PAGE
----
Wolfgang Borchert has been called "the most important voice of post-war German literature." He came to fame literally overnight when his play 'Draussen vor der Tür' (The Man Outside) was broadcast in the British zone of occupied Germany in February 1947 and evoked impassioned reactions both for and against. An examination of the plight of the returning soldier in the postwar world, it has become an icon of its time, capturing the futility of war and the true cost of the destruction in both physical and spiritual terms. Worldwide, 'Draussen vor der Tür' has been produced more often than any other German play. Between January 1946 and his death in November 1947, Borchert wrote over forty short stories on the model of Hemingway and Wolfe, many of them highly experimental. Indeed, he is widely regarded as having introduced the short-story form into German literature. This is the first full-length account of Borchert's life and works in English. It benefits from unprecedented access to archival material and from interviews with Borchert's contemporaries. The study links Borchert's own literary ambition with the enlightened family circumstances in which he grew up, and charts his development from a rebellious teenager with a passion for theater via his fighting as a soldier on Germany's Eastern Front and his imprisonment by the Nazis to his brief but intense career as a writer. Gordon Burgess is Emeritus Professor of German at the University of Aberdeen.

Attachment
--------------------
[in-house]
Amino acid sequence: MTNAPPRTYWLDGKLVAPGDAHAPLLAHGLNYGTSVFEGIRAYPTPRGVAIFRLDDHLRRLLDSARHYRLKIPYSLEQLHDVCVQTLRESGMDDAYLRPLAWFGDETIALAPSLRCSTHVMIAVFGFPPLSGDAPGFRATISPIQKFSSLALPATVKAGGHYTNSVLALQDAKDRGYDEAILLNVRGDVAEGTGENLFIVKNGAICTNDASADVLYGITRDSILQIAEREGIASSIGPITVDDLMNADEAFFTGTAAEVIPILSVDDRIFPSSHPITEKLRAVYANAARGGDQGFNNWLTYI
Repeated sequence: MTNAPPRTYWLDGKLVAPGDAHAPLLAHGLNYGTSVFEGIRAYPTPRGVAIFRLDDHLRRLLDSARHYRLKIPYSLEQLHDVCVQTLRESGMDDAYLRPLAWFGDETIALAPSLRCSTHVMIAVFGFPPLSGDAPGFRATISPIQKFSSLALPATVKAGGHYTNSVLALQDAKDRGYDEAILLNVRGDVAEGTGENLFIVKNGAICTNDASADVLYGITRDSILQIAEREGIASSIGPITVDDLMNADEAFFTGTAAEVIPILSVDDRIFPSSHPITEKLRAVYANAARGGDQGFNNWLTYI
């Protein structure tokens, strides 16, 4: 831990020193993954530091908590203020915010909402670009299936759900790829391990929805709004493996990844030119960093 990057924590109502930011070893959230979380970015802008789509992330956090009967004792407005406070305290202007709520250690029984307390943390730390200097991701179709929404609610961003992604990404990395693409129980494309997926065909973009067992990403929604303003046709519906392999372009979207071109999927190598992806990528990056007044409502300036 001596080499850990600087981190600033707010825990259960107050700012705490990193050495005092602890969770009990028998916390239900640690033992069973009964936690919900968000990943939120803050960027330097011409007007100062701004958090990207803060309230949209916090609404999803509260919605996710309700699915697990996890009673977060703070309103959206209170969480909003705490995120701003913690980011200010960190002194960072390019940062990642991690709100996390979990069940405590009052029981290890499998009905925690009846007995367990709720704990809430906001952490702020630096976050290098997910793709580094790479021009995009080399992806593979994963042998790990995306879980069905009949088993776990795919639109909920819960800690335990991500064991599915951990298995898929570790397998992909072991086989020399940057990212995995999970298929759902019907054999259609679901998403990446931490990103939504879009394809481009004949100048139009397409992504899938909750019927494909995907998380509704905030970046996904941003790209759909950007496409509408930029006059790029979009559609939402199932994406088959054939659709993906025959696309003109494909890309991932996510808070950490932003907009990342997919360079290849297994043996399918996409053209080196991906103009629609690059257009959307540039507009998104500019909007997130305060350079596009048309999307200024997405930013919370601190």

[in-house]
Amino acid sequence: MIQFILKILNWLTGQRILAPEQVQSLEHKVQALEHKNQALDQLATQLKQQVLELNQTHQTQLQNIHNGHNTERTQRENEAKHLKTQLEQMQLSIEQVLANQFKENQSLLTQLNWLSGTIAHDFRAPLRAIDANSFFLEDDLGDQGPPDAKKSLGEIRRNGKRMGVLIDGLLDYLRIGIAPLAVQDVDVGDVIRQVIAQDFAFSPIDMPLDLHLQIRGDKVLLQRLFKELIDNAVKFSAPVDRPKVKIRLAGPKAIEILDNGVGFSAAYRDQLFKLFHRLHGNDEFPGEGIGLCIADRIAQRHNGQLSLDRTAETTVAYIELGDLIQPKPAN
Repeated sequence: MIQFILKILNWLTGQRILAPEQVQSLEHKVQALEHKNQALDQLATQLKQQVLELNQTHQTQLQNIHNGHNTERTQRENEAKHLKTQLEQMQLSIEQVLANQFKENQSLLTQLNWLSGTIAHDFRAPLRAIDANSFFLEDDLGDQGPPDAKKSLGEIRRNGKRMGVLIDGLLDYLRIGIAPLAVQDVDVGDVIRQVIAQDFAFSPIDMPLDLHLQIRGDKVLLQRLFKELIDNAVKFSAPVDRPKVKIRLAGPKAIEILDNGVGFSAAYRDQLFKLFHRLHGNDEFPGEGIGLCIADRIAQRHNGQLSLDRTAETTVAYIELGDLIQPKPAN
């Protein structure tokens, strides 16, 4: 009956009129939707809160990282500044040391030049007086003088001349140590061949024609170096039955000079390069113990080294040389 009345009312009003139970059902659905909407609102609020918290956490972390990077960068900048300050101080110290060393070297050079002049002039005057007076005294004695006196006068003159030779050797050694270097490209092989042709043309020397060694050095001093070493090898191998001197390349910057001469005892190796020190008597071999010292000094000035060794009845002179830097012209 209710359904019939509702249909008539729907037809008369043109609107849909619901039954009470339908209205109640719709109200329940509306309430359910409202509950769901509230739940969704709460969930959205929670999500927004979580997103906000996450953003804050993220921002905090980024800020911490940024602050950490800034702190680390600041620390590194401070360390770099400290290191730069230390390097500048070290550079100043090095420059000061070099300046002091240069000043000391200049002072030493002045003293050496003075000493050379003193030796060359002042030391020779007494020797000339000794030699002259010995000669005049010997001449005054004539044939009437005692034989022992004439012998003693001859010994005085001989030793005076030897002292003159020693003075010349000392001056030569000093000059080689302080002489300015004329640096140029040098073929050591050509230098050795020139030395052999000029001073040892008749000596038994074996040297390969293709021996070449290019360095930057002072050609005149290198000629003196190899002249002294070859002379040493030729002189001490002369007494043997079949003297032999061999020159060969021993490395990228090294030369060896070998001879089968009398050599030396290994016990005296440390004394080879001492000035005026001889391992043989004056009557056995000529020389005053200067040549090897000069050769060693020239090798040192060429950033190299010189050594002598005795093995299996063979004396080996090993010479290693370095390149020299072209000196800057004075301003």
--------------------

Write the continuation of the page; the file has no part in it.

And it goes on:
Subjects: Language & Literature
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